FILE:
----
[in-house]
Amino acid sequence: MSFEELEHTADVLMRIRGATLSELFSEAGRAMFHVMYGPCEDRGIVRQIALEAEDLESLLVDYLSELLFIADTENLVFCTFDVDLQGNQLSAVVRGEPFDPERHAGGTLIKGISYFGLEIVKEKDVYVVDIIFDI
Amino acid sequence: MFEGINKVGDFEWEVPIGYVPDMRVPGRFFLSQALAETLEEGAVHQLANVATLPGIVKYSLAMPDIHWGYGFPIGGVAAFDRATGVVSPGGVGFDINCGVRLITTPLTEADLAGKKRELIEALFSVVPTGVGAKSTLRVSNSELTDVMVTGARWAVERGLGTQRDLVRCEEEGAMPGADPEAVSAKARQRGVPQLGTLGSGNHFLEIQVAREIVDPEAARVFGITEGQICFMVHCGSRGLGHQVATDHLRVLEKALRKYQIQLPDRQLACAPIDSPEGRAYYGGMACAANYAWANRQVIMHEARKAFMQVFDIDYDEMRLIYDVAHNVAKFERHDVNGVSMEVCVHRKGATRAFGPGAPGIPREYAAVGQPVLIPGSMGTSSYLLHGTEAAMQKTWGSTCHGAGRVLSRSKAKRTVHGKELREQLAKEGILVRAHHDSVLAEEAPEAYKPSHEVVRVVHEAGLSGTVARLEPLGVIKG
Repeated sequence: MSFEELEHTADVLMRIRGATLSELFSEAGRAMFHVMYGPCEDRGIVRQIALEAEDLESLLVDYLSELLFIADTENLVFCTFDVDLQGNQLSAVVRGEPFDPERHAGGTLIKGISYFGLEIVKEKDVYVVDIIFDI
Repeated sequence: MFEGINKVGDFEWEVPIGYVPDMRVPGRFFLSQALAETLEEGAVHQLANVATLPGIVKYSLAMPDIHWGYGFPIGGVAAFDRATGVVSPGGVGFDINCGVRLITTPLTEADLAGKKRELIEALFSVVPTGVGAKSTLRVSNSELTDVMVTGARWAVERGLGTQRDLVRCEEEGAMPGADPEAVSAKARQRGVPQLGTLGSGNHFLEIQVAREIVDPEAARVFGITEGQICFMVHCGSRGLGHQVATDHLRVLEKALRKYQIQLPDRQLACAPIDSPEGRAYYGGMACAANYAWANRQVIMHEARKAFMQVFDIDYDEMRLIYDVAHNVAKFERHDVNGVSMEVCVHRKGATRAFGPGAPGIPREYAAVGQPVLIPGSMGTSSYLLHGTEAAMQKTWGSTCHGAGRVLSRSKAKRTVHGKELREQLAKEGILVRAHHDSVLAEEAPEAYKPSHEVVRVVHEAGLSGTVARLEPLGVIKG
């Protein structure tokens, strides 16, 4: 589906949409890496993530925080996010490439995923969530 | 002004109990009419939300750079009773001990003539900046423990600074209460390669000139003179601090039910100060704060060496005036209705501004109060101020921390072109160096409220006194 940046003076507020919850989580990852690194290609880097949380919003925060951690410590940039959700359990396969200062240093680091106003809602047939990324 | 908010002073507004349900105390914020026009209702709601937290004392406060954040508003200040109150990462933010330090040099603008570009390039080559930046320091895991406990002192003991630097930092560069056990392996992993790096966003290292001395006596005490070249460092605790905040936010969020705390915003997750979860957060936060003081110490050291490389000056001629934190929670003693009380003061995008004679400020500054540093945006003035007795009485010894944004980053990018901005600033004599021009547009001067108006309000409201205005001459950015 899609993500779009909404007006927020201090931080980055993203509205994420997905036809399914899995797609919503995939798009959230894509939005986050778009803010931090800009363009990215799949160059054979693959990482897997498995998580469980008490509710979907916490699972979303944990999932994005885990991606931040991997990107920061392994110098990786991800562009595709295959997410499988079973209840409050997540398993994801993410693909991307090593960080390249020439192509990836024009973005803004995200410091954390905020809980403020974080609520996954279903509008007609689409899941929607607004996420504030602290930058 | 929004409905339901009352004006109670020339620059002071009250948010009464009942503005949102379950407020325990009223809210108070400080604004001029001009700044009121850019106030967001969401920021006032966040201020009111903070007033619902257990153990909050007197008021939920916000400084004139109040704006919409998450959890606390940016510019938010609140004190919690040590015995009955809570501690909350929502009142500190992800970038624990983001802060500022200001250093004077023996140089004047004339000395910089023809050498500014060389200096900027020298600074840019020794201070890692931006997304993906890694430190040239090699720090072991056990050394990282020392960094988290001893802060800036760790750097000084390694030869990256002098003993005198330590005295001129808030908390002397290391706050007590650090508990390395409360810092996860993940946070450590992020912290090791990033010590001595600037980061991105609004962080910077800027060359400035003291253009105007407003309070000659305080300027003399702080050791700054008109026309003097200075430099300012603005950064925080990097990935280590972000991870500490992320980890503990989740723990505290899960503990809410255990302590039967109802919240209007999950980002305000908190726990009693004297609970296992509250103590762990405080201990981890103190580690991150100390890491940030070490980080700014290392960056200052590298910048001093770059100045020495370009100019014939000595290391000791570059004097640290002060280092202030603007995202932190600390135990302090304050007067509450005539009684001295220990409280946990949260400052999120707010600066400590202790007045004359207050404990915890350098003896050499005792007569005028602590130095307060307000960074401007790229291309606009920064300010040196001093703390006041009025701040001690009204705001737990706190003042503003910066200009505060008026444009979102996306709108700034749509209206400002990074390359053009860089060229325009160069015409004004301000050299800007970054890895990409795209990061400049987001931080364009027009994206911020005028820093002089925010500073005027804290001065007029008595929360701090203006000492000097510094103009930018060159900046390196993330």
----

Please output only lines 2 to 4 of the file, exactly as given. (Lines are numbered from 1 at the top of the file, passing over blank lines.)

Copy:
Amino acid sequence: MSFEELEHTADVLMRIRGATLSELFSEAGRAMFHVMYGPCEDRGIVRQIALEAEDLESLLVDYLSELLFIADTENLVFCTFDVDLQGNQLSAVVRGEPFDPERHAGGTLIKGISYFGLEIVKEKDVYVVDIIFDI
Amino acid sequence: MFEGINKVGDFEWEVPIGYVPDMRVPGRFFLSQALAETLEEGAVHQLANVATLPGIVKYSLAMPDIHWGYGFPIGGVAAFDRATGVVSPGGVGFDINCGVRLITTPLTEADLAGKKRELIEALFSVVPTGVGAKSTLRVSNSELTDVMVTGARWAVERGLGTQRDLVRCEEEGAMPGADPEAVSAKARQRGVPQLGTLGSGNHFLEIQVAREIVDPEAARVFGITEGQICFMVHCGSRGLGHQVATDHLRVLEKALRKYQIQLPDRQLACAPIDSPEGRAYYGGMACAANYAWANRQVIMHEARKAFMQVFDIDYDEMRLIYDVAHNVAKFERHDVNGVSMEVCVHRKGATRAFGPGAPGIPREYAAVGQPVLIPGSMGTSSYLLHGTEAAMQKTWGSTCHGAGRVLSRSKAKRTVHGKELREQLAKEGILVRAHHDSVLAEEAPEAYKPSHEVVRVVHEAGLSGTVARLEPLGVIKG
Repeated sequence: MSFEELEHTADVLMRIRGATLSELFSEAGRAMFHVMYGPCEDRGIVRQIALEAEDLESLLVDYLSELLFIADTENLVFCTFDVDLQGNQLSAVVRGEPFDPERHAGGTLIKGISYFGLEIVKEKDVYVVDIIFDI